BSP seen to keep key policy rates unchanged
A NEUTRAL stance at this week’s central bank policy meeting is all but cast in stone, analysts said. The direction of monetary policy settings, which affect the cost of money in the country, is less so.
Financial institutions polled by the Inquirer this month were divided on what the BSP would do next as far as policy settings were concerned. The 10 banks polled were unanimous that rates would be kept steady during the BSP’s first policy meeting for the year this Thursday.
On one side, several banks said monetary easing through interest rate cuts or adjustments of other measures might happen as stable prices give the BSP space to provide an additional boost to economic growth.
The BSP may also opt to move in tandem with other Asian central banks to keep movements in the peso’s value roughly in line with other currencies in the region.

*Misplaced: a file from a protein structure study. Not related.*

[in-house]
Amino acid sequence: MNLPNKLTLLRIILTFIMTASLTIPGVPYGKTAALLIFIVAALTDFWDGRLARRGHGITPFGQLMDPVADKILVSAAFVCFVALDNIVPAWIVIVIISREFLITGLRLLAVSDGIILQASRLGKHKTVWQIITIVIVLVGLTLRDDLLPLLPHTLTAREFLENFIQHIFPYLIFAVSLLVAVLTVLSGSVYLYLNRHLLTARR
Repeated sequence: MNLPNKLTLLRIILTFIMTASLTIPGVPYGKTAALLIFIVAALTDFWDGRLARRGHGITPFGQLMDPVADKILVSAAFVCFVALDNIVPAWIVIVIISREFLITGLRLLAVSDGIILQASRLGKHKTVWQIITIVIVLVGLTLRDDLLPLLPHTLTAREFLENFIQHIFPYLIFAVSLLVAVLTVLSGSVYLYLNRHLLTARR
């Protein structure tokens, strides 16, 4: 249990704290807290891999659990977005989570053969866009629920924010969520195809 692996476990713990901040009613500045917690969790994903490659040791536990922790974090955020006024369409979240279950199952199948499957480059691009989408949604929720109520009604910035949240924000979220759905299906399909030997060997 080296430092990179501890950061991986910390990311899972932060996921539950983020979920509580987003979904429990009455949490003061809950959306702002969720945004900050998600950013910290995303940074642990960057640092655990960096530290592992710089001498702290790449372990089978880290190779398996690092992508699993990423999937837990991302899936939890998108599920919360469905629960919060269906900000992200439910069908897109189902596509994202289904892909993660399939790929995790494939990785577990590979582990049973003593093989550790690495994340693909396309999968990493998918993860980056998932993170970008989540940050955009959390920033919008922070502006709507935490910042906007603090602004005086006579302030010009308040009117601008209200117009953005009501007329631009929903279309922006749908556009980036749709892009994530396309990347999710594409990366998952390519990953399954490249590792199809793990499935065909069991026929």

Banks on the other side argue that the BSP would take its cue from the US Federal Reserve, which is expected to raise interest rates by the middle of the year.
A Fed hike comes after the October decision to halt the central bank’s quantitative easing program, which at its height was pumping $85 billion in fresh cash into world markets.
“This is not cast in stone,” said Joey Cuyegkeng, economist at Dutch financial giant ING’s Manila branch.
ING and JP Morgan see the BSP taking a more accommodative stance as inflation declines.
“If the peso remains an out-performer and that policy settings are seen to remain steady in contrast to easing of other Asian central banks, then the BSP may have a reason to ease policy settings to maintain a steadier relationship with other Asian currencies,” Cuyegkeng said in a recent note to clients.
He said low inflation gives the BSP space to be more accommodative of economic growth.
In January, inflation slowed to a year-and-a-half low of 2.4 percent from December’s 2.7 percent. For 2015, the BSP is targeting an average of 2 to 4 percent.
The BSP’s main goal is keeping prices stable to protect consumers’ purchasing power. Higher interest rates curb consumer demand, which keeps prices stable but puts a drag on economic activity. Lower rates stimulate spending but may lead to excess demand that drives prices up.
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